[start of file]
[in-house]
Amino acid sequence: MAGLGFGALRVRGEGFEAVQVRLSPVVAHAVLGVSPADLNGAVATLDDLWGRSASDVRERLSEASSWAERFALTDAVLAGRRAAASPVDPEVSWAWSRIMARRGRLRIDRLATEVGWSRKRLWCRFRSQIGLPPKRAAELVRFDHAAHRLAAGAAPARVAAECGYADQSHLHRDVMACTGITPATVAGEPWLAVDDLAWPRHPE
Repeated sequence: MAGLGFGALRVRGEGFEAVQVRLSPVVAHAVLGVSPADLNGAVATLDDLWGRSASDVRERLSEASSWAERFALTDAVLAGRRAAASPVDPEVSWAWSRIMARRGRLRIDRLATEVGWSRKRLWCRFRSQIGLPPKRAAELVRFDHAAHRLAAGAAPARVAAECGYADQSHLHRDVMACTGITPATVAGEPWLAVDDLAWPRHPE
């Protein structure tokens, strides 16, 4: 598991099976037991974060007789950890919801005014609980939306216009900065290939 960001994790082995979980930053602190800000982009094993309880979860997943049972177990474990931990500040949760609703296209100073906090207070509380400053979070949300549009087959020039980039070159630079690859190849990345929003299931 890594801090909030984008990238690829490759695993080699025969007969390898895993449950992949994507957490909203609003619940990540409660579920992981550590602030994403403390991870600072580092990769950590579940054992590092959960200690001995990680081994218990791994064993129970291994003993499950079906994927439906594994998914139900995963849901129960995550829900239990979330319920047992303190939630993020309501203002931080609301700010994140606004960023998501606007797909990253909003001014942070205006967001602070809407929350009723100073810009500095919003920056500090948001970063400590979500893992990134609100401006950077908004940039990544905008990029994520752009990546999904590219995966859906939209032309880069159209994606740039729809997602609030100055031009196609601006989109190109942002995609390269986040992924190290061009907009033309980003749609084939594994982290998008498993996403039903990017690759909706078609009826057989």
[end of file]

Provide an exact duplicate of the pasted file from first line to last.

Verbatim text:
[in-house]
Amino acid sequence: MAGLGFGALRVRGEGFEAVQVRLSPVVAHAVLGVSPADLNGAVATLDDLWGRSASDVRERLSEASSWAERFALTDAVLAGRRAAASPVDPEVSWAWSRIMARRGRLRIDRLATEVGWSRKRLWCRFRSQIGLPPKRAAELVRFDHAAHRLAAGAAPARVAAECGYADQSHLHRDVMACTGITPATVAGEPWLAVDDLAWPRHPE
Repeated sequence: MAGLGFGALRVRGEGFEAVQVRLSPVVAHAVLGVSPADLNGAVATLDDLWGRSASDVRERLSEASSWAERFALTDAVLAGRRAAASPVDPEVSWAWSRIMARRGRLRIDRLATEVGWSRKRLWCRFRSQIGLPPKRAAELVRFDHAAHRLAAGAAPARVAAECGYADQSHLHRDVMACTGITPATVAGEPWLAVDDLAWPRHPE
């Protein structure tokens, strides 16, 4: 598991099976037991974060007789950890919801005014609980939306216009900065290939 960001994790082995979980930053602190800000982009094993309880979860997943049972177990474990931990500040949760609703296209100073906090207070509380400053979070949300549009087959020039980039070159630079690859190849990345929003299931 890594801090909030984008990238690829490759695993080699025969007969390898895993449950992949994507957490909203609003619940990540409660579920992981550590602030994403403390991870600072580092990769950590579940054992590092959960200690001995990680081994218990791994064993129970291994003993499950079906994927439906594994998914139900995963849901129960995550829900239990979330319920047992303190939630993020309501203002931080609301700010994140606004960023998501606007797909990253909003001014942070205006967001602070809407929350009723100073810009500095919003920056500090948001970063400590979500893992990134609100401006950077908004940039990544905008990029994520752009990546999904590219995966859906939209032309880069159209994606740039729809997602609030100055031009196609601006989109190109942002995609390269986040992924190290061009907009033309980003749609084939594994982290998008498993996403039903990017690759909706078609009826057989």